NYR Organic for healthy skin

Shiatsu, working with touch, benefits the whole person on a deep level. However the surface is important too, as our skin (our body's largest organ) can be helped or harmed by the products we use.

I became a NYR Organic Independent Consultant because of their high ethical standards and the efficacy of their products. They use high-quality natural ingredients and essential oils and are free from synthetic chemicals, preservatives and animal testing. I am happy to share and demonstrate the products on an individual basis as well as at parties and events.

To learn more about NYR Organic you can visit https://uk.nyrorganic.com/shop/surrey-shiatsu/

“What is the role of the complementary therapist today?” Jan de Vries and camexpo 2011

On 23rd October at Earls Court I had my first experience of camexpo, the UK’s only event dedicated to the complementary, natural and integrated healthcare sector. Camexpo 2011 highlighted the diversity in the field of complementary therapies. The show attracted 5333 attendees over the weekend and it was encouraging to see the sector thriving.

As well as exhibiting products, courses and professional services, camexpo 2011 was an educational event. Workshops and seminars provided opportunities for continuing professional development and plenty of food for thought. I attended a seminar with multi-disciplinary therapist Jan de Vries, who considered the question “What is the role of the complementary therapist today?”

Jan de Vries has worked in the field of complementary therapies for fifty years and has ten multi-disciplinary clinics in the UK. His Dutch accent is still pronounced after decades in the UK, but what came across most strongly as he spoke was his genuine pride in the NHS. The NHS, he said, is still the best healthcare system in the world. He suggested that it is by responding to the limitations of orthodox medicine, or “gaps” in the system, that the complementary therapist can help the patient.

Jan de Vries began by emphasising how important nutrition is for health. He stated, giving examples from his clinical cases, that a nutritional deficiency or allergy can produce symptoms that can lead to medical misdiagnosis. (If you would like advice on nutrition as the foundation for great health then see the link to Hypnotherapist, Coach and Wellness Practitioner Tricia Woolfrey’s website at the end of this blog.)

Jan de Vries expanded on the idea of “gaps” between orthodox medicine and complementary therapies. He stated that while orthodox medicine sees the patient’s symptoms on the physical level alone, the complementary therapist considers three bodies, or three levels – mind, body and spirit.

I would agree with Jan de Vries that seeing physical symptoms in isolation leaves part of the story unread. I also agree that a commitment to understanding the whole story is one of the strengths of the complementary therapist. In Shiatsu the practitioner remains sensitive to the way body, mind and emotions interact. However, it is often the single-minded study of physical minutiae that makes orthodox medicine so effective and has made the NHS what it is today.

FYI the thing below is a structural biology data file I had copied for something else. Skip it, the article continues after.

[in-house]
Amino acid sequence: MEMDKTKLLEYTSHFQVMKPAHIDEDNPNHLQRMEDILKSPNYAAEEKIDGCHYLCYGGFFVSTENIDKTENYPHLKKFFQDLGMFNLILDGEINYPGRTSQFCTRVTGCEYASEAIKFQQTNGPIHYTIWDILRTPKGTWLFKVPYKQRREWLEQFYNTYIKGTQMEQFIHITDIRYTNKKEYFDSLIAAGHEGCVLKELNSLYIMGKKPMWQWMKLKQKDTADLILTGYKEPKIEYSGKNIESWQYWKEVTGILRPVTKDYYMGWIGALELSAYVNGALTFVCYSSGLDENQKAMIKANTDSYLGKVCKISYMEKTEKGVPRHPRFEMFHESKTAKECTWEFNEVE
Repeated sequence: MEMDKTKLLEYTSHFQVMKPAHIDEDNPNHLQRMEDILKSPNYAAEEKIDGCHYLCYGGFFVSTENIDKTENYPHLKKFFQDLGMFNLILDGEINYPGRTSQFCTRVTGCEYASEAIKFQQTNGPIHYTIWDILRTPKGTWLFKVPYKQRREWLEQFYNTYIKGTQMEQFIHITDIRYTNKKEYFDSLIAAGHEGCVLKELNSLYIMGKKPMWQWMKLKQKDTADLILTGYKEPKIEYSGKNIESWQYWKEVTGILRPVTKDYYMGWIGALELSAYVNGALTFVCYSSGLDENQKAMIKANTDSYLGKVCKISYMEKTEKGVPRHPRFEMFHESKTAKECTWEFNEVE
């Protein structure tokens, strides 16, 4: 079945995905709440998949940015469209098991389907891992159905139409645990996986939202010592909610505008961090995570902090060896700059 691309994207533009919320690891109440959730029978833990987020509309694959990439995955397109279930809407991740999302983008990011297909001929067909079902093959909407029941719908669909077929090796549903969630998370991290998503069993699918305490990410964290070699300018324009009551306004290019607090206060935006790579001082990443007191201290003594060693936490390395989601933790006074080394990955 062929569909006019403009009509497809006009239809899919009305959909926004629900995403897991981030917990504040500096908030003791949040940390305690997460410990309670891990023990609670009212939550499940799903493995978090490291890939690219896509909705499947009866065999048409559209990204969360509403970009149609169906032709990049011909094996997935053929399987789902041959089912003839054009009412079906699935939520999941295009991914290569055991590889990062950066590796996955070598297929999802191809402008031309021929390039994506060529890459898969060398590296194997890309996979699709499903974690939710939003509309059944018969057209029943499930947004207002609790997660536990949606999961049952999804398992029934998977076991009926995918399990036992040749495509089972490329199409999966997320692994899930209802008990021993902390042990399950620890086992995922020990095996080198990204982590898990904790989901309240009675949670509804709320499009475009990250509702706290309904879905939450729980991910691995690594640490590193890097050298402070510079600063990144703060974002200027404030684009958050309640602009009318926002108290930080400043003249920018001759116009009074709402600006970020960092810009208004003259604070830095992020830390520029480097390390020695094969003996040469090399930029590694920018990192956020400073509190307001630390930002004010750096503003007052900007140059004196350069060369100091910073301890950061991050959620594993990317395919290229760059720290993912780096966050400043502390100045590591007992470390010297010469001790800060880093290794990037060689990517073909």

I think that Jan de Vries’ mention of “three bodies” is open to misinterpretation. I have come to view the phrase “mind, body, spirit” as over-used and under-explained. Talk of the spirit is especially misleading. While it is important for complementary therapists to realise that a person’s spirituality is part of their life, the client’s faith is their own. Some clients may wish to talk about their spiritual outlook and experiences while others would rather not, so sensitivity and receptivity is key.

When the terms used within our field seem fuzzy they do not reflect the expertise and client-centred care provided by trained practitioners every day. An effective dialogue needs to be established between complementary therapists and medical professionals. Clear communication and mutual understanding will help us reach our shared goal of a healthier UK.

Jan de Vries also spoke about defending freedom of choice for the public, and how many herbal supplements and homeopathic remedies are no longer in circulation. The effects of hands-on treatments, however, are gradually gaining more recognition.

I’ve spoken to people who have benefited from complementary therapies like Shiatsu, Reflexology and massage in hospital. They are often used to help minimise the side effects of chemotherapy and radiotherapy while reducing stress, improving the patient’s physical condition and their state of mind. The scope is widening for complementary therapists to work with the NHS, supporting its commitment to providing the best outcome for patients.

For advice on nutrition contact Hypnotherapist, Coach and Wellness Practitioner Tricia Woolfrey

For information on camexpo visit their website www.camexpo.co.uk

 

 

 

 

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